Klout’s in minds of Tweet readers

The first thought that went through my mind as I woke up Thursday was, “I wonder if there is a special name for the whiskers on a catfish.”

Normal people do not wake up wondering about catfish whiskers, but I’ve been a writer and writing teacher all my life. Wondering about stuff is what I do.

A couple hours later, someone whose name I had not noticed in my Twitter stream before, posted a clever math comment:

@ronkowitz There’s a fine line between numerator and denominator. (BTW, it called the vinculum)

Not only is that a good pun but also a new word for my vocabulary. I retweeted the comment and asked the author if he knew the proper name for catfish whiskers. In under 5 minutes, I had an answer—and a connection to someone with stimulating, eclectic interests.

I began using Twitter a bit over a year ago. It quickly became a must-have tool for my work—educators’ call it professional development—and my water cooler for casual chat when time permits.

Like many other educators on Twitter, I scanned the Education Next  list of the “Top 25 Educator Tweeters” to see if they’d picked my personal favorites.  There were names I knew, some whose Tweets I follow, but relatively few with whom I’ve had any interchanges.

That didn’t surprise me.

The tweeter with a gazillion followers isn’t going to have rich, personal relationships with many of them. I’m cool with that. Even as a newspaper reporter, I preferred chatting with the guy who was installing a manure storage tank to interviewing the governor who was going to feed me his scripted comments.

I was amused, however, by the uproar from Tweeters who were incensed that their favorite education Tweeters were not in the top 25.

Bill Ferriter, over at his blog The Tempered Radical, posted the most sensible response to the Education Next list of the “Top 25 Educator Tweeters” that I’ve seen. [Bill moved his blog and the link I had no longer works.]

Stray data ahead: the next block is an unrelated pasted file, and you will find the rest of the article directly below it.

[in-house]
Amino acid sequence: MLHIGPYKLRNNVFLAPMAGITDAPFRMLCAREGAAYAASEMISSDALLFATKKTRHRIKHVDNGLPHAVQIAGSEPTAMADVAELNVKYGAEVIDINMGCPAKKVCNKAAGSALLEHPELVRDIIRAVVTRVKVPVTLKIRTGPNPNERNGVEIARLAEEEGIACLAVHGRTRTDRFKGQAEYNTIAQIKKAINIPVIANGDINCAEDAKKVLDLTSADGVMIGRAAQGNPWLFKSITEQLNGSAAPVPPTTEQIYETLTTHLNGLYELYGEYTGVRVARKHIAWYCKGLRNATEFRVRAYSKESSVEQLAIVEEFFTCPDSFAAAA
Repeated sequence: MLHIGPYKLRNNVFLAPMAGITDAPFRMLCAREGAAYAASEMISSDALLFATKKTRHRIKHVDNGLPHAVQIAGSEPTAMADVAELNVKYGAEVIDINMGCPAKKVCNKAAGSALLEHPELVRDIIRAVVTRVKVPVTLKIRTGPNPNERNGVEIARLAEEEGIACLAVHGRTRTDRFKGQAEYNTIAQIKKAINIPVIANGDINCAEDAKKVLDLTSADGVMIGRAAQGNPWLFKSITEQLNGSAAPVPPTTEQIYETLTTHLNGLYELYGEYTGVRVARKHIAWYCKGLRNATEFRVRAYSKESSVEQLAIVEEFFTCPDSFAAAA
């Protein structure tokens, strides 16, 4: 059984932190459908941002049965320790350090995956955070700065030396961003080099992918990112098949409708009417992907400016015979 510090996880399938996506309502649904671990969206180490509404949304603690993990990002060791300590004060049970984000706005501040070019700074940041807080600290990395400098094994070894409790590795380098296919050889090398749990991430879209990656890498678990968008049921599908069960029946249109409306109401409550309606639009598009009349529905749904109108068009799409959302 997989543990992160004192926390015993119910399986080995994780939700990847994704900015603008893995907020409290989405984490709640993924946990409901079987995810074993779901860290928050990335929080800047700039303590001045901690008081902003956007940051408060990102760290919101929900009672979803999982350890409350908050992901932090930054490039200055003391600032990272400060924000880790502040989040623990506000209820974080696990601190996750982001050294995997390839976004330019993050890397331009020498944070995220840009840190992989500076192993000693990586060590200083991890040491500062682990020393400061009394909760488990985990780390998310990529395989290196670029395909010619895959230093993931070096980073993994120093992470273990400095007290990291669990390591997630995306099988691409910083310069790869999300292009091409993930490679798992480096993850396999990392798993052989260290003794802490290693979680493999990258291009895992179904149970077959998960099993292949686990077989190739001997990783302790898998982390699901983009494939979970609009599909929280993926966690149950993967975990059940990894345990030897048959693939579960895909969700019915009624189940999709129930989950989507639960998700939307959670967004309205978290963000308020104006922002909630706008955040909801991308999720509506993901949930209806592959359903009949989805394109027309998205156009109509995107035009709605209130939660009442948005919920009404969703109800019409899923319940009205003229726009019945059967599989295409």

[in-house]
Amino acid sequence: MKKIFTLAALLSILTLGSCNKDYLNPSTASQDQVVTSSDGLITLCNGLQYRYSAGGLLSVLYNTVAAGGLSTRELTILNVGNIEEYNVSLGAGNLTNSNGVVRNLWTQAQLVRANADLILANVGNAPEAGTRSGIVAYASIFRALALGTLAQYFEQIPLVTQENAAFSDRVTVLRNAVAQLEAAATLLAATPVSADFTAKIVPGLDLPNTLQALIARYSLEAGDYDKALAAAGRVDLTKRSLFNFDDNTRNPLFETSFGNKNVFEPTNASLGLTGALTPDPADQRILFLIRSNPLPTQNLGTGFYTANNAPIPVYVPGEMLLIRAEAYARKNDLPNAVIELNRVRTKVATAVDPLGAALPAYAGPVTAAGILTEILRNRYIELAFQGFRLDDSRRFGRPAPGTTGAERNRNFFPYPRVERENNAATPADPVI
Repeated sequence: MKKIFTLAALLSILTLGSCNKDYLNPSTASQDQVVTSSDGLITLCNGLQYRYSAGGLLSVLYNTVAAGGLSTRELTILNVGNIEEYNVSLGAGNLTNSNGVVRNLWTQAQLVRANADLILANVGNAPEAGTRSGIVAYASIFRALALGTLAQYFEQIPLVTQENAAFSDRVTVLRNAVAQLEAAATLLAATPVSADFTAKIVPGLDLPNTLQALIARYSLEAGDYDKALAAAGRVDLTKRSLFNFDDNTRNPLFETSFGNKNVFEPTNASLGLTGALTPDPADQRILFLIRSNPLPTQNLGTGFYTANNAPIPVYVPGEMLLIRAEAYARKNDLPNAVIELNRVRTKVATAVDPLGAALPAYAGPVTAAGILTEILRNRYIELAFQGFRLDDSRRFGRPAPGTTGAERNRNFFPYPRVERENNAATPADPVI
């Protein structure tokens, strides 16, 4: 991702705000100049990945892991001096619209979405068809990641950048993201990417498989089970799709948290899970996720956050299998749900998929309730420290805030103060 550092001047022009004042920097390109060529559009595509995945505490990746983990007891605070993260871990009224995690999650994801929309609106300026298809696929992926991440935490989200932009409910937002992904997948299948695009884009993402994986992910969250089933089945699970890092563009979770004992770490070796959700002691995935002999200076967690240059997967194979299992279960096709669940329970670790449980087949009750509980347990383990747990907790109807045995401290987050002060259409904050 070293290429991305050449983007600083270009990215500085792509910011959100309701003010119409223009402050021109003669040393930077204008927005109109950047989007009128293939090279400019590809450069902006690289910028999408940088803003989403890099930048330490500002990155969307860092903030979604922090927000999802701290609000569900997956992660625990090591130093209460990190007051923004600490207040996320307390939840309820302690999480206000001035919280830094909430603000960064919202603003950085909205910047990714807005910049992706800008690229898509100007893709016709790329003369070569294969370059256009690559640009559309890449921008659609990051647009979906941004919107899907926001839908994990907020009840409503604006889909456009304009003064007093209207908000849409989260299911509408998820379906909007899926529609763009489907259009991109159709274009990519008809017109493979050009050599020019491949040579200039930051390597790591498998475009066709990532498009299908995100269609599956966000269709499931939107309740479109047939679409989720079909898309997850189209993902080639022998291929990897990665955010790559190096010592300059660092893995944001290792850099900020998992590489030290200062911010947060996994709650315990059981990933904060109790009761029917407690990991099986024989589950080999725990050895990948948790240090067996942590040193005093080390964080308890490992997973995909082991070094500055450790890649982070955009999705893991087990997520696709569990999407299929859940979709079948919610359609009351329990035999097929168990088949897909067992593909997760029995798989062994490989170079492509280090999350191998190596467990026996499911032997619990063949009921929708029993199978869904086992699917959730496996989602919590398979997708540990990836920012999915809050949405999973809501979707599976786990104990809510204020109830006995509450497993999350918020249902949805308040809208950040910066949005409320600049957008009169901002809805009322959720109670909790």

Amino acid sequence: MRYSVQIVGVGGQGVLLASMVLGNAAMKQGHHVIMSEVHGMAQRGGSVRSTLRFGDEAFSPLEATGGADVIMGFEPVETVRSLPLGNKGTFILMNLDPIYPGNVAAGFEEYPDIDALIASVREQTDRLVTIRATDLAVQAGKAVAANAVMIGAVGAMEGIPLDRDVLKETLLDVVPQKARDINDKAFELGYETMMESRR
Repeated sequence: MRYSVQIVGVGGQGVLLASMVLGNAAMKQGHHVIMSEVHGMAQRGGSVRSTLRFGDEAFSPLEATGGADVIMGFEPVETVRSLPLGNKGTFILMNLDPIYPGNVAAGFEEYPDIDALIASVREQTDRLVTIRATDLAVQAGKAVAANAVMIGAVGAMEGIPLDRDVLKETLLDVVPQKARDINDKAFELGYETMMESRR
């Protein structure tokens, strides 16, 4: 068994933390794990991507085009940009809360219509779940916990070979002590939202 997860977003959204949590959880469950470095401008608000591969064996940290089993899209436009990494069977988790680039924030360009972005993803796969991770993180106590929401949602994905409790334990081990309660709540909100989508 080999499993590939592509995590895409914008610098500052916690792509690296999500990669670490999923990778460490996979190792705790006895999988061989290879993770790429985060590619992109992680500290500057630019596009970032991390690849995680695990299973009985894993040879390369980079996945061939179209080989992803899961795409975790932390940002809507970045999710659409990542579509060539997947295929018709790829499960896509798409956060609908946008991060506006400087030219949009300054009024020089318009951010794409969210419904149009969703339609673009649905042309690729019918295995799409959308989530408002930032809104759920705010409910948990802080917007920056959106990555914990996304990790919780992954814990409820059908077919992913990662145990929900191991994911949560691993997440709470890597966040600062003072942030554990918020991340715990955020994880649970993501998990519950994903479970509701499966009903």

Bill says the value of Twitter for educators is that it encourages each of us personally to attend to tweeters who are talking now about topics we are interested in now. When our needs and interests change, our personal list of who is influential also changes.

I think Bill’s got it right.

Social media mimics socialization that’s not technology mediated.  Changes in your life—from a new job or new baby to a sump pump failure—bring you into contact with people who have a similar focus. When your circumstances change, the degree to which you interact with a familiar group of people may change, too, whether you are online or off.

Twitter has become my go-to place because it has such a diverse community of people I can tap when I need suggestions, links, encouragement, or the odd fact.  If you are missing Twitter, you’re missing easy access to professional development.

And you probably aren’t having much fun either.

Just for your information:

  • Bill Ferriter Tweets as @plugusin.  His new blog is williamferriter.com
  • According to @ronkowitz, the side whiskers on a catfish are maxillary barbels.
  • The photo of catfish is by Bubbels
  • Education Next’s Twitter handle is @EducationNext

2 thoughts on “Klout’s in minds of Tweet readers

  1. Thanks for the mention. I taught middle school English for 25 years before moving to higher ed. Now directing a writing program at a community college.


  2. Middle school kids always seem like mental gadflies to me, zooming off after one idea only to catch a glimpse of something else interesting and change course. Perhaps keeping up with them accounts for your eclectic knowledge. I find knowing a little about a lot really useful in dealing with college writing students with a practical, hands-on orientation. Do you find it so, too?


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